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What lies beneath: Francesca Muzio on superyacht flooring

The designer – one half of the FM Architettura d’Interni design practice – believes the choice of flooring and carpets can make or break the experience of luxury on board your superyacht...

Francesca Muzio is the co-founder of FM Architettura d’Interni interior design firm, alongside Maria Silvia Orlandini. A cross-discipline designer, Muzio’s diverse portfolio ranges from the Signature Suites at the Shangri-La in London to private residences in Beirut and Beverly Hills, as well as superyacht refits such as the 52.4 metre Amore Mio II. The globally successful studio is known not so much for a signature style but rather for the passion it puts into understanding each client’s personality and lifestyle needs and translating this into a one-of-a-kind scheme.

Muzio studied architecture in Genoa and Barcelona before obtaining a Masters in business administration and marketing from the University of Bologna. She began her design career at 5+1 Architetti Associati, collaborating with Renzo Piano Building Workshop, Atelier Chaix & Morel and Rudy Ricciotti on residential and commercial design projects across the globe.

Growing up in Portofino, Muzio has always had a passion for the sea, but her career working with boats was established when she joined the interior design practice of architect Giacomo Mortola and began designing for P&O Princess Cruises Los Angeles. In 2001, she joined the Ferretti GroupCRN and Custom Line – and remained there as the creative director of the Interior Design Department for just under 10 years. FM Architettura d’Interni was founded in 2009. The studio, which now employs a team of 25 talented people, is located in Le Marche, a region of Italy known for its abundance of local artisans and craftsmen.

Francesca Muzio on carpets and flooring

When you enter a boat, you enter without your shoes and so your very first experience of luxury comes from underfoot; flooring certainly can’t be an after thought. Even when you’re walking into the boat, through the lobby or into bedrooms, you enter with your feet before you enter with your eyes, so it’s not just a matter of design or aesthetics, it’s a really important part of the experience.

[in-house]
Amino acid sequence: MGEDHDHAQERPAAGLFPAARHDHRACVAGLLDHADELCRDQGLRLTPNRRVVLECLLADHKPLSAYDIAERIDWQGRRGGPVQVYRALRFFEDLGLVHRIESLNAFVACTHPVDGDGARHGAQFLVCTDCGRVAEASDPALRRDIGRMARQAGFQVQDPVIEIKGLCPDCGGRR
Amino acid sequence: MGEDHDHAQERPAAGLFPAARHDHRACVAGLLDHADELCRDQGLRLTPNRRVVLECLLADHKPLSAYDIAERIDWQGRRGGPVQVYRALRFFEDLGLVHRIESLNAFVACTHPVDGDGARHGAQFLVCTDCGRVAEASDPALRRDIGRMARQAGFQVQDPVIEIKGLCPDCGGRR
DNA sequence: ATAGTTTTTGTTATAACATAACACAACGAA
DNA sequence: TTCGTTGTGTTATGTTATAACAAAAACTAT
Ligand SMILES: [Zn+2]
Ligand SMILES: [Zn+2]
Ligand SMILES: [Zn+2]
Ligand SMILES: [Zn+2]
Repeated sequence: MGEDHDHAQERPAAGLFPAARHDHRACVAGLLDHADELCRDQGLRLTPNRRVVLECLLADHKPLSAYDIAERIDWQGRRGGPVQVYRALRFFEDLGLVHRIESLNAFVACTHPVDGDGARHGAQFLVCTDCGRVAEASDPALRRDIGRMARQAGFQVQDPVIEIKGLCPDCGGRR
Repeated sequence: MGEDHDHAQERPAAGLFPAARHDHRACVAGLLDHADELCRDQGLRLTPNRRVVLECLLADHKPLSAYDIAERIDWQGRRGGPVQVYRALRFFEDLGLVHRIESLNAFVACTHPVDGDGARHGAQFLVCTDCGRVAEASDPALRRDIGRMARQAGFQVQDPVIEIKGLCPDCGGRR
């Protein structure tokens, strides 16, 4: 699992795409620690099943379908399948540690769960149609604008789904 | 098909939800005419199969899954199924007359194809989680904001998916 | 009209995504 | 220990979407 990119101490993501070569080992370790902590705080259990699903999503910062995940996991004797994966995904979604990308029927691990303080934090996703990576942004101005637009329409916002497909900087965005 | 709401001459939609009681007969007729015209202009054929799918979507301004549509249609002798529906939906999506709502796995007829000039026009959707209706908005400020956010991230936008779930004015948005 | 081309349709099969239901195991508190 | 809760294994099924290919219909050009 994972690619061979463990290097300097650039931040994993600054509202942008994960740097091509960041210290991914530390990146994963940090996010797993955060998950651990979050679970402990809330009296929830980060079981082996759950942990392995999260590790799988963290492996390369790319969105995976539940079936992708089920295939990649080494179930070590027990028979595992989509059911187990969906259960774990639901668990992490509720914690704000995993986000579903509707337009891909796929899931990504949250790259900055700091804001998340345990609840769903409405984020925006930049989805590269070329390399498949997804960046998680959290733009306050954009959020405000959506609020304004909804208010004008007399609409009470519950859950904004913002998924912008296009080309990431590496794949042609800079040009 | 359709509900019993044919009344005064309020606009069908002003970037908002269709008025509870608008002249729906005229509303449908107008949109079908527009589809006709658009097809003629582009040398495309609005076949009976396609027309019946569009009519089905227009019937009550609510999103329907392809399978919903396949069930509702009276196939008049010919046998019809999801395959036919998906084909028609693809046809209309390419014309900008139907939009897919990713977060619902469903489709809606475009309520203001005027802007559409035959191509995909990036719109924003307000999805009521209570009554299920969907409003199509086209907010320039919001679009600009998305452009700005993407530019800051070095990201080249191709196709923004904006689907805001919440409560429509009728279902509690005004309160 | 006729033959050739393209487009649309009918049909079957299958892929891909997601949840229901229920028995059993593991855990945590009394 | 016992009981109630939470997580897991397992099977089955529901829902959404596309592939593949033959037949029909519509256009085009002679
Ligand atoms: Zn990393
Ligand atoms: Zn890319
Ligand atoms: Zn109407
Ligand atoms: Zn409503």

The first question I ask the client is what sort of atmosphere they want to set; wood, carpet or stone can all set a very different tone. It’s also important to consider the lifestyle of the owner. Do they have children? Or pets? Do they want to avoid silk carpets as they’re harder to clean, for instance?

The flooring can be a backdrop or it can be the main feature. For instance if you choose to have a vibrant, patterned carpet this will form the DNA of the room, but you may prefer to go for something more muted and allow the pieces of furniture in the room to be the focal point. The latter will also be the case if you choose a simple wooden floor.

Owners sometimes like to link the inside and outside spaces on a boat, and flooring is a way to do this. We’ll often continue teak flooring inside, so you feel the continuation underfoot. It’s a beautifully warm and soft material.

Carpets are still very popular and we will often design them bespoke; I think the feel of carpet underneath your feet will always be luxurious. We’ve made some beautiful carpets for past projects. On Polar Star, the owner’s favourite destination was the Caribbean so we worked with Tai Ping to create a beautiful stair carpet inspired by the colours and rippling waves of the Caribbean Sea. On Amore Mio II, we blended wool and silk threads using different looping and pile techniques to create a three-dimensional effect that you can feel under your feet as you walk across it; it’s very relaxing. I don’t like visible seams in a carpet so we will always try to produce one huge piece. The challenge is then to get such a large carpet on board – it took 14 people to install the one we created for Paris.

Nature provides some beautiful materials for flooring. On Waku, we used a black meteorite stone floor that was cut to resemble parquet, with a leather finish. In this instance, the owners wanted a dramatic change in atmosphere when walking from the deck into the saloon and this was achieved by the difference in feel underfoot. It also looked incredibly beautiful. On the same boat we used a marble floor in the staircase lobby. It was cut in a particular way to give the same effect as sand in a bottle, with layer upon layer of colour.

While some people might think it strange to use marble flooring on a boat, I think it works very well, if used with consideration. Of course, you need to treat the stone to make sure it isn’t slippery, but you also need to install underfloor heating, as marble will be far too cold without this.

We have combined materials on the floor before. In the main saloon on Polar Star, we had a wooden floor with a stone mosaic circle at its centre. It was created using an ancient Roman technique. Each piece of stone is 3mm or less and each individual piece refracts the light at its own angle. It was intended to bring the sparkle of the sea into the space.

Whatever you choose for flooring, you need to consider the maintenance of the material. People on board have to feel free to walk across it, and have a glass of wine without fear of spilling and ruining it. A boat needs to be liveable in.

This article was originally published in Superyacht Interiors, buy your copy here.

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